Cyprus appears to be continuing an almost textbook-centrist course -- but with a strong new showing by the pro-Western right, Monitor correspondent John Yemma reports.
Parliamentary elections this week gave the communist Akel party 12 seats, the center-right party of Glafcos Clerides 12, and the center-left party of President Spyros Kyprianou 8, with 3 to the radical socialist party.
The Communists and Mr. Kyprianou are expected again to constitute the ruling coalition, giving Mr. Kyprianou the support he needs to follow a nonaligned foreign policy. But Mr. Clerides, out of power for almost five years, has staged a political comeback and seems in good position for the 1983 presidential race.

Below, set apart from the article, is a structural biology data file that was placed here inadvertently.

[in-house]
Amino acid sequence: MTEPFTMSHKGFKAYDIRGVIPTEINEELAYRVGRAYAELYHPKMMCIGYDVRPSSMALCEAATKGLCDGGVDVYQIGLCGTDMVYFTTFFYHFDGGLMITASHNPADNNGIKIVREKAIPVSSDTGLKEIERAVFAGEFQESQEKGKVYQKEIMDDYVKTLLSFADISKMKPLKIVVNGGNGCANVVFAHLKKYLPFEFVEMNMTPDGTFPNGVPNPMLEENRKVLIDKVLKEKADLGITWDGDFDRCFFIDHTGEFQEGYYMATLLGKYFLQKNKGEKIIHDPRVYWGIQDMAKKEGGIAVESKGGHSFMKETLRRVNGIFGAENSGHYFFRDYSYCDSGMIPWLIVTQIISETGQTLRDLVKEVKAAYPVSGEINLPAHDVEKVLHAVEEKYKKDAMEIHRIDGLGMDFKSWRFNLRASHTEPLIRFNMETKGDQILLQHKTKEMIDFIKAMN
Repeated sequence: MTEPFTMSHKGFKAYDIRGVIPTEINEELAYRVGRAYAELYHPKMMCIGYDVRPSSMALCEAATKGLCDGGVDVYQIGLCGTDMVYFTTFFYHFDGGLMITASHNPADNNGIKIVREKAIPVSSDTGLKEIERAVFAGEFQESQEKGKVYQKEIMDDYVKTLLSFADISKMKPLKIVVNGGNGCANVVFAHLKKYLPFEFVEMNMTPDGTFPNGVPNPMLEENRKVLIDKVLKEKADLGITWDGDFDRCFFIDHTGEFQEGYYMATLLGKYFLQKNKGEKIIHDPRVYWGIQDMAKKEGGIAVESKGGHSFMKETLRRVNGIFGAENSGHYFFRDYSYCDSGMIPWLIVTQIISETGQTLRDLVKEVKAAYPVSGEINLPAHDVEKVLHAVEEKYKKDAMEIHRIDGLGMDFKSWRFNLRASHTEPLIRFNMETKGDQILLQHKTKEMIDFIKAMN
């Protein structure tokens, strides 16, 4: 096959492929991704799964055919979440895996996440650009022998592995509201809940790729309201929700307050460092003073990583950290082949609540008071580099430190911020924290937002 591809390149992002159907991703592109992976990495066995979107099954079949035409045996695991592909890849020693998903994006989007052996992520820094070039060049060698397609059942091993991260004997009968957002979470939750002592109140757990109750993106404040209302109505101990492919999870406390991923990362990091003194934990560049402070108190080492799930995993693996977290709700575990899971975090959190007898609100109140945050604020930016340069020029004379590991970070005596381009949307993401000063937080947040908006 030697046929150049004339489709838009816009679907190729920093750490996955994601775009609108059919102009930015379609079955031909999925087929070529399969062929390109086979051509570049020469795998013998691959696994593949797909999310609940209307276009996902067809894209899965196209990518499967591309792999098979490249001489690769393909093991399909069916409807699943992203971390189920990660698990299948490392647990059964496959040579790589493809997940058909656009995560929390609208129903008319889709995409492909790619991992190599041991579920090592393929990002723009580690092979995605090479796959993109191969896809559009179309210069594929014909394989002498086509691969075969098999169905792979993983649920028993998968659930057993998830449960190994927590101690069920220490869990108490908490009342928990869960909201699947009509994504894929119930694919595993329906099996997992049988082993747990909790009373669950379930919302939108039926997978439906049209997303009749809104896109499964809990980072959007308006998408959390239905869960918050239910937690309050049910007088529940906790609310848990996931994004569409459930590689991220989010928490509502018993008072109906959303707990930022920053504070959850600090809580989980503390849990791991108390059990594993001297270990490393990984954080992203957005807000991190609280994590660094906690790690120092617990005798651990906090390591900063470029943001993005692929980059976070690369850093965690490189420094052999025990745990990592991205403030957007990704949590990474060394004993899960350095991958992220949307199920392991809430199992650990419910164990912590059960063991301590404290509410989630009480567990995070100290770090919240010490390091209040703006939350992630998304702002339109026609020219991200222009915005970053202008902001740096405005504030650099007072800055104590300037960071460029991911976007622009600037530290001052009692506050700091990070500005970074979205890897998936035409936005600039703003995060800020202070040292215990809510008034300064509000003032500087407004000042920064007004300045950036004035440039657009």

The Akel party won the popular vote by a small margin, but its lack of clear-cut control in the parliament should deemphasize its influence. Considered one of the most loyal communist parties outside the Eastern bloc, Akel has been pushing for removal of British bases from Cyprus and has often accused the United States of complicity in the 1974 Turkish invasion.
The elections were the first held under proportional representation -- and the first relatively removed from the era of the late Archbishop Makarios, who dominated Cypriot politics f or 17 of the last 20 years.